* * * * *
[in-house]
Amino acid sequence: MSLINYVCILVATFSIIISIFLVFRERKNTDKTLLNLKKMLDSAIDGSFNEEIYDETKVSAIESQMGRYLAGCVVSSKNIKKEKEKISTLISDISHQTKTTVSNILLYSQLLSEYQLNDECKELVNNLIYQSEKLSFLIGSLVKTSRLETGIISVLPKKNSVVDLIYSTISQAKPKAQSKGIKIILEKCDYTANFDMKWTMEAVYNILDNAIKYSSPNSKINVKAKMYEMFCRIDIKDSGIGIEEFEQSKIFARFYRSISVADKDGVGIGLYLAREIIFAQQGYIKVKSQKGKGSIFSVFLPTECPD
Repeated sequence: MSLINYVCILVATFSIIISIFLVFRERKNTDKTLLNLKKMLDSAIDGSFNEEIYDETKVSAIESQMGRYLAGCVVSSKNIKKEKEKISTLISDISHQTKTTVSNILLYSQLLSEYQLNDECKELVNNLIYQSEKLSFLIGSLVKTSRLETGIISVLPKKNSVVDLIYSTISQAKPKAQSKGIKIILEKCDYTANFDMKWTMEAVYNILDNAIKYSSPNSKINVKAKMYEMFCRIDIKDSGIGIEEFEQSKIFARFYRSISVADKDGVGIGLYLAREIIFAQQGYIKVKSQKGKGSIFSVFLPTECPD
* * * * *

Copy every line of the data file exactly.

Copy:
[in-house]
Amino acid sequence: MSLINYVCILVATFSIIISIFLVFRERKNTDKTLLNLKKMLDSAIDGSFNEEIYDETKVSAIESQMGRYLAGCVVSSKNIKKEKEKISTLISDISHQTKTTVSNILLYSQLLSEYQLNDECKELVNNLIYQSEKLSFLIGSLVKTSRLETGIISVLPKKNSVVDLIYSTISQAKPKAQSKGIKIILEKCDYTANFDMKWTMEAVYNILDNAIKYSSPNSKINVKAKMYEMFCRIDIKDSGIGIEEFEQSKIFARFYRSISVADKDGVGIGLYLAREIIFAQQGYIKVKSQKGKGSIFSVFLPTECPD
Repeated sequence: MSLINYVCILVATFSIIISIFLVFRERKNTDKTLLNLKKMLDSAIDGSFNEEIYDETKVSAIESQMGRYLAGCVVSSKNIKKEKEKISTLISDISHQTKTTVSNILLYSQLLSEYQLNDECKELVNNLIYQSEKLSFLIGSLVKTSRLETGIISVLPKKNSVVDLIYSTISQAKPKAQSKGIKIILEKCDYTANFDMKWTMEAVYNILDNAIKYSSPNSKINVKAKMYEMFCRIDIKDSGIGIEEFEQSKIFARFYRSISVADKDGVGIGLYLAREIIFAQQGYIKVKSQKGKGSIFSVFLPTECPD